How Tesco are Improving Accessibility
Another major way in which these websites are changing the relationship between themselves and their customers is by facilitating and encouraging customer interactivity through electronic feedback, comments, reporting and e-commerce. The Environment Agency (2001) has found that "one of the most effective ways" of improving the "quality of the services" that it provides, is by listening to feedback, then reviewing their existing procedures. They state in their Customer Charter how they "encourage access and promote choice for all members of society to contribute their skills knowledge and resources" and for the public to contact them by e-mail with views on all their strategies and to let them know when they have done a good job and inform them of when they have performed badly.
A study of public relations professionals conducted by The Institute for Public Relations and The Worldcom Public Relations Group revealed, "communication technology is improving relationships in the practice of public relations and that e-mail is about equal in credibility as face-to-face communication" (Internet PRGuide, 2001). The Environment Agency operates a complaints procedure and also relies on public reports of environmental damage such as pollution spills or illegal dumping of waste, which may lead to prosecution. The Environment Agency is extremely keen to build a good working-relationship with its customers in order to perform effectively as part of the government by providing information in electronic format inline with the Disability Discrimination Act.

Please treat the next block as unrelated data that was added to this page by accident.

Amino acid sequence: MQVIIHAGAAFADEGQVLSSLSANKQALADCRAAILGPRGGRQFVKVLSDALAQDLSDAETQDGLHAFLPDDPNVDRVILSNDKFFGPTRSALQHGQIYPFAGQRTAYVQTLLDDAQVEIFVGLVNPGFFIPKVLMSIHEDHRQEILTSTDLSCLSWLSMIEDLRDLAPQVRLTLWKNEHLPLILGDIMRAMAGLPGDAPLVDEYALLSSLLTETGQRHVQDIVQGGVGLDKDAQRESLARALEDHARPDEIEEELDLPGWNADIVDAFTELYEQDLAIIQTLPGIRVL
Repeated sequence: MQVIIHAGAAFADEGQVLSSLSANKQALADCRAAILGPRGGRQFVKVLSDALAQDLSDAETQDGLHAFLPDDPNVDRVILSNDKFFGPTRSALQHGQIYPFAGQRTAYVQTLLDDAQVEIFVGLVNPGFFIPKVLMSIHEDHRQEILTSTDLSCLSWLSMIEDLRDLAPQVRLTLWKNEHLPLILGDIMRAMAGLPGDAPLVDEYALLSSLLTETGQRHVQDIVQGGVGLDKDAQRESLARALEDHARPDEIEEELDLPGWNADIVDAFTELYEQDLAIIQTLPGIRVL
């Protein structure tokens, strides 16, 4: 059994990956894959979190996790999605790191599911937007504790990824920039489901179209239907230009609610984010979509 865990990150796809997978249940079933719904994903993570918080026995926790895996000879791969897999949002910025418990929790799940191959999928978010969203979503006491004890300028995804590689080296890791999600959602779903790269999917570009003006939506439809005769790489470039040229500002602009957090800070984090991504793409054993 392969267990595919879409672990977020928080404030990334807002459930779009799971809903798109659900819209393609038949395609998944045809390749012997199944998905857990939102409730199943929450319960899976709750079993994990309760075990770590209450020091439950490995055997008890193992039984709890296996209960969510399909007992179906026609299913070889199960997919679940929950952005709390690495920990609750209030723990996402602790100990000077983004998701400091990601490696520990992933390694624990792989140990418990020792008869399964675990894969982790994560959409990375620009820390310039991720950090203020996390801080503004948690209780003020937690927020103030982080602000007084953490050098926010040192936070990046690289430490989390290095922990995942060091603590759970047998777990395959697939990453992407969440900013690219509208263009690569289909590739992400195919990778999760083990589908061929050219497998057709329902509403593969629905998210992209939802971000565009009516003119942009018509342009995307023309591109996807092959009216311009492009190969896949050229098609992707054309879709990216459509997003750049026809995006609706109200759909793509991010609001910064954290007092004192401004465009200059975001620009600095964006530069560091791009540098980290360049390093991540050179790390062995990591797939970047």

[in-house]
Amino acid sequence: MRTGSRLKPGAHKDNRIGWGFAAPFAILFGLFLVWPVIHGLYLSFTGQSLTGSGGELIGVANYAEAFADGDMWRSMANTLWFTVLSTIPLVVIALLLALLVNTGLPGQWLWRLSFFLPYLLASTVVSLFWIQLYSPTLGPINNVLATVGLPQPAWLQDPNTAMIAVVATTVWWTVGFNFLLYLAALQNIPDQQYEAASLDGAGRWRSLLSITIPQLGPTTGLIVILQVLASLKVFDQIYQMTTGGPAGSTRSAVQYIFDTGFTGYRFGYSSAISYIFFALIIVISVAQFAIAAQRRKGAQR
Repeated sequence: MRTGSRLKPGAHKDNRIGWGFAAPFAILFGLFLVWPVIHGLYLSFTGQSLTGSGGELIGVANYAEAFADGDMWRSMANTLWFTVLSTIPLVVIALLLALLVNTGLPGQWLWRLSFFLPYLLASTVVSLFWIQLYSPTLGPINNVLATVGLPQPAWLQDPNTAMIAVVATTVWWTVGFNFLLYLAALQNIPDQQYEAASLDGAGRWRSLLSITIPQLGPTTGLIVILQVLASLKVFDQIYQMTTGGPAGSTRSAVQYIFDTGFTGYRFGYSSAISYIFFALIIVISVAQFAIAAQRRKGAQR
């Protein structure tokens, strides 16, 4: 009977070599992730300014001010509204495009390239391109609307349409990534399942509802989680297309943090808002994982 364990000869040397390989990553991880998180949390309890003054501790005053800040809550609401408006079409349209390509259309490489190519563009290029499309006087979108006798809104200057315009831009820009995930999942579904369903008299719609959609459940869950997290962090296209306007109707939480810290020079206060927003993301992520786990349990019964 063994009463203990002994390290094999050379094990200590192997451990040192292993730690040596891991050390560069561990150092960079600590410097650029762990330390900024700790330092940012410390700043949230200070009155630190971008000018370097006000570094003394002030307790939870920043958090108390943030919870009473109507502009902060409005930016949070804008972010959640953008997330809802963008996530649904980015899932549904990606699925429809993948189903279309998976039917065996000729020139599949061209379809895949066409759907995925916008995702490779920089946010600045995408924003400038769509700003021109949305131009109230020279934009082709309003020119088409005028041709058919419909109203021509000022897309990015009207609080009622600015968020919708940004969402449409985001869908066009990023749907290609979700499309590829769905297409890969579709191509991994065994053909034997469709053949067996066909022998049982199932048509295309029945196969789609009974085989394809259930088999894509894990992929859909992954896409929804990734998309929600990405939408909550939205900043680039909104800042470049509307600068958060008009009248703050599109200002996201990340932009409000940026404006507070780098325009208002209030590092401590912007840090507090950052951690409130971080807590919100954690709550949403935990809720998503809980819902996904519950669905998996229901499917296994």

Tesco sought to improve access to all online by working jointly with the Royal National Institute for the Blind (RNIB) to create the site, Tesco Access, following feedback from blind and partially sighted Internet shoppers. "A Gartner Group study found that 90 per cent of first-generation websites were created without asking existing customers what they wanted" (Schwartz, 1997). Quite clearly there was a need for such a site to be developed. Nielsen (2000, p 298) points out that, "in addition to regulatory compliance and common human decency, there are hard-nosed business reasons to make web designs accessible for users with disabilities." He states that disabled users often "become very loyal customers once they find vendors who give them good service and accommodate their special needs".
Tesco Access "provides people with sight problems with the opportunity to shop independently". It was awarded the first RNIB See It Right Accessible Website Award, an award that "provides a mark of approval to websites that can be used successfully by people with sight problems". The launch of the site was hailed as "the start of a relationship between Tesco and RNIB who hope to work together further to develop links which are likely to enhance and ease the shopping experience of people with sight problems" (Tesco, 2001).